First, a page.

Keywords: Friction, Glidant, Magnesium Stearate, Powder Flow.

1Preedy, E.C. and Prokopovich, P., 2013. Novel coatings and biotechnology trends in inhaler devices. In Inhaler Devices, edited by Polina Prokopovich, Woodhead Publishing, pp. 37-50.

2Zafar, U., Hare, C., Hassanpour, A. and Ghadiri, M., 2014. Drop test: A new method to measure the particle adhesion force. Powder Technology, 264, pp.236-241.


Impact of Milling on Flowability of Polyols in Pneumatic Conveyers 

Pari Rao(_Pari Rao), Jean-Yves Mugnier*

Scientist II, Reading Scientific Services Ltd. 

* Senior Scientist II, Reading Scientific Services Ltd.

This email address is being protected from spambots. You need JavaScript enabled to view it., This email address is being protected from spambots. You need JavaScript enabled to view it.

Milling is often used to reduce the particle size of powders to meet formulation and texture requirements during product development. However, it can impact the physical properties of materials and result in problems during production such as caking, ratholing, cohesive arching and seggregation. It is therefore crucial to understand the structure-function relationship of powders from both product development and manufacturing perspectives. 

The objective of this study was to investigate the root cause of poor flow  and caking observed in polyols milled from two suppliers during flow through dilute phase pneumatic conveyers. Physical properties such as particle size, crystallinity, morphology, moisture uptake, permeability and compressibility of the two powders were compared to correlate them to flowability and caking observed in manufacturing. 

The results of particle size measurements indicated clear differences in size distribution; the powder that flowed well had a larger d90. The SEM images indicated clear differences in surface morphology with indication of zone melting. The SEM images also illustrated blocking of interstitial voids between the larger particles by the fines in the poor performing sample. This phenomenon could potentially restrict the passage of air and reduce permeability. These findings correlated with the FT4 permeability tests that indicated a higher pressure drop and compressibility for the poor performing sample, indicating poor permeability to air. 

The removal of 50% of particles <25µm in the polyol with poor flow performance, reduced the pressured drop by 50% and compressibility by 30%; subsequently increasing permeability. The DVS analysis on samples before and after milling indicated a significant difference in moisture uptake that can impact caking.It was hypothesized that a combination of higher amount of fines and a potential amorphous layer generated could lead to formation of liquid bridges that could recrystallize to irreversible solid bridges, subsequently leading to caking. Work is still in progress to identify the caking mechanisms in these polyols as this could not be confirmed by DSC and XRD.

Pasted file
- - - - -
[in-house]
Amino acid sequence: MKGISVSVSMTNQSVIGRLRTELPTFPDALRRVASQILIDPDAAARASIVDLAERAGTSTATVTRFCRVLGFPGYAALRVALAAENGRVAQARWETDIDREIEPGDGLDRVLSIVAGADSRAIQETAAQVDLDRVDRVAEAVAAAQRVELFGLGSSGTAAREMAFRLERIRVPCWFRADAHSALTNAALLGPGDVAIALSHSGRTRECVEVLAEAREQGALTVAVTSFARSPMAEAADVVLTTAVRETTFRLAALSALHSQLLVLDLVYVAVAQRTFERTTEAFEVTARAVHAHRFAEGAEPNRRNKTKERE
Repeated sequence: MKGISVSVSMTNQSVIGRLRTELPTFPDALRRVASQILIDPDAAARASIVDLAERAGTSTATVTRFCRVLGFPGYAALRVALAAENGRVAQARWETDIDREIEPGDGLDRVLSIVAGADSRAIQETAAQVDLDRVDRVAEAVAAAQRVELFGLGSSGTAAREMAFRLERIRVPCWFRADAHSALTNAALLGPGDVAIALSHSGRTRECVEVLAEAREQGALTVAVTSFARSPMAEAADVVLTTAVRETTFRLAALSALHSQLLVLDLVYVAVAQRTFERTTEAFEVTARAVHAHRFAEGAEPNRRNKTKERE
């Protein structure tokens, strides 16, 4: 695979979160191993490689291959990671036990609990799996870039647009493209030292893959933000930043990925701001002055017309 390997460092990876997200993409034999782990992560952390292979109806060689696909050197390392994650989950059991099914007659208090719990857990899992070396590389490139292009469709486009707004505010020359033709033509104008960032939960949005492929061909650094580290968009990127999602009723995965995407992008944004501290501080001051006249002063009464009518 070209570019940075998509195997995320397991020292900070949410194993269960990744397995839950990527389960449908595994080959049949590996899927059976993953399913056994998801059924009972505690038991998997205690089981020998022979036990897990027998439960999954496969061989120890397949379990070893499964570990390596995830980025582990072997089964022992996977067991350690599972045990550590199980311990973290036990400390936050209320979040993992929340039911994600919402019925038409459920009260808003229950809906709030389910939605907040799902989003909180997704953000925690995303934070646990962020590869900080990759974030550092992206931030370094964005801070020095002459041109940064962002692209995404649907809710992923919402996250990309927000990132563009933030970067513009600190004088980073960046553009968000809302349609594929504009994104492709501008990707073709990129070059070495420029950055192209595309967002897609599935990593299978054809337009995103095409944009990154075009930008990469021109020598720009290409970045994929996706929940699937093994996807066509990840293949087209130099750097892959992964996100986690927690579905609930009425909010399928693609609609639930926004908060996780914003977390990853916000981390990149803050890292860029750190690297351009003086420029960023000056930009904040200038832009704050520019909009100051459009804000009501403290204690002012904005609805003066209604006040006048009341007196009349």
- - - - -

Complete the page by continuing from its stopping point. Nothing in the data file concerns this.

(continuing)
Cohesive Powder Flow of Faceted Particles in Screw Feeders

Alejandro López, Vincenzino Vivacqua, Mojtaba Ghadiri, Robert Hammond

School of Chemical and Process Engineering, University of Leeds, Leeds, UK

Powder flow in screw feeders is of great interest to a wide range of industries. However, analysis of flow of cohesive powders with sharp corners and edges presents a great challenge and is not yet well understood. In the present work, an in depth analysis of cohesive powder flow of faceted particles in screw feeders is carried out. The influence of fundamental parameters (physical properties) and phenomena such as cohesive arching in the hopper and screw feeder pitches are studied and their influence on the outlet mass flow rate is evaluated. Cohesive arching only takes place when the surface energy of the particles goes above certain values and its onset is also affected by the particle geometry.   

Parameters for the simulations are carefully calibrated through different test methods such as the Drop Test Method for surface energy and High speed camera footage for the coefficient of restitution.

Cohesive arching and flow irregularities are studied and the parameters leading to this conditions are analysed.  Different contact models for cohesive particles are implemented and tested both in Rocky DEM and EDEM software packages and the results obtained with faceted particles are compared with the clumped-spheres method. Differences arise between both methodologies due to, mainly, the sharp corners of the faceted particles. The computational results are compared with experiments in the FT4 rheometer showing a good correlation between both.